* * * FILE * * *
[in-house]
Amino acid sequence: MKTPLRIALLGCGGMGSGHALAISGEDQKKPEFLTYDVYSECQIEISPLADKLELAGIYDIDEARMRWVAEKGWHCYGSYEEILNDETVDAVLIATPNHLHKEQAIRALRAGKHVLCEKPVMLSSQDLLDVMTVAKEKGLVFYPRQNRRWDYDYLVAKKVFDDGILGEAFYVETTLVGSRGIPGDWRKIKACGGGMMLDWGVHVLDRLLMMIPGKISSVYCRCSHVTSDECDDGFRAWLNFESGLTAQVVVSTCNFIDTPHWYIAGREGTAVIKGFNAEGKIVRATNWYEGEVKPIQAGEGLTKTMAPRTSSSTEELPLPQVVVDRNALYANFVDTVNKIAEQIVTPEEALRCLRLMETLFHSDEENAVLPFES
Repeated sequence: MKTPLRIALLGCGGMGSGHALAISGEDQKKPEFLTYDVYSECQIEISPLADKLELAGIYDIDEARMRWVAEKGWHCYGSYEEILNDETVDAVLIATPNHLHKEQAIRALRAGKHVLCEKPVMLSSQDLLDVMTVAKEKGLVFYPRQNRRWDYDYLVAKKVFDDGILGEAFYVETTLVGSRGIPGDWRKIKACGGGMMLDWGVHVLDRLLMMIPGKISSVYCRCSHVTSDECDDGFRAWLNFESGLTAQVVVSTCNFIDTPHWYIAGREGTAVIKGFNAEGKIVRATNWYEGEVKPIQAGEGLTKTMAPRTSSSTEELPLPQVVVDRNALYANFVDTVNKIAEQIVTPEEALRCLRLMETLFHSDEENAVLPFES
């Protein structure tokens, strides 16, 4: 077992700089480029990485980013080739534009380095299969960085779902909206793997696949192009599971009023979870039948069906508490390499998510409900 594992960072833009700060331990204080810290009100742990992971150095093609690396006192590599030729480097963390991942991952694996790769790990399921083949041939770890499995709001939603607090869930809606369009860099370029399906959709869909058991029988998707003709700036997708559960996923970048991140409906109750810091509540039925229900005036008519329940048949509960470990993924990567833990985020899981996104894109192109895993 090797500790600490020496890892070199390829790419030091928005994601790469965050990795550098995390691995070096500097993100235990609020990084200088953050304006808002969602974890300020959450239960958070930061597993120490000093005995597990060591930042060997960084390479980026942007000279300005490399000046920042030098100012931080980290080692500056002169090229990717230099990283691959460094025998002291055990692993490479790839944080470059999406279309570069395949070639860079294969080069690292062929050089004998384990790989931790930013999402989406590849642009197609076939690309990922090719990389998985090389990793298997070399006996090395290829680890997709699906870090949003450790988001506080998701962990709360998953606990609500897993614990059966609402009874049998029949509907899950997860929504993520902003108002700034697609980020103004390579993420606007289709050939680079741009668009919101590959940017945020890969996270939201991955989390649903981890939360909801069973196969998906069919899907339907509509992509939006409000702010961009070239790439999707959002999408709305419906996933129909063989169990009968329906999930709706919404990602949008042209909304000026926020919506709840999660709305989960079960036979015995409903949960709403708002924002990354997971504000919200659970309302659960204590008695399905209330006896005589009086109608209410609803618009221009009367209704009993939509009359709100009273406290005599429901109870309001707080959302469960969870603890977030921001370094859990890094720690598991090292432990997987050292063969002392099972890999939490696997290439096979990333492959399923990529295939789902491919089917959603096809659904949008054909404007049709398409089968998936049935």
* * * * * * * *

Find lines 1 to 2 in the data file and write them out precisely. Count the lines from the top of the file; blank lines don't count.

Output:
[in-house]
Amino acid sequence: MKTPLRIALLGCGGMGSGHALAISGEDQKKPEFLTYDVYSECQIEISPLADKLELAGIYDIDEARMRWVAEKGWHCYGSYEEILNDETVDAVLIATPNHLHKEQAIRALRAGKHVLCEKPVMLSSQDLLDVMTVAKEKGLVFYPRQNRRWDYDYLVAKKVFDDGILGEAFYVETTLVGSRGIPGDWRKIKACGGGMMLDWGVHVLDRLLMMIPGKISSVYCRCSHVTSDECDDGFRAWLNFESGLTAQVVVSTCNFIDTPHWYIAGREGTAVIKGFNAEGKIVRATNWYEGEVKPIQAGEGLTKTMAPRTSSSTEELPLPQVVVDRNALYANFVDTVNKIAEQIVTPEEALRCLRLMETLFHSDEENAVLPFES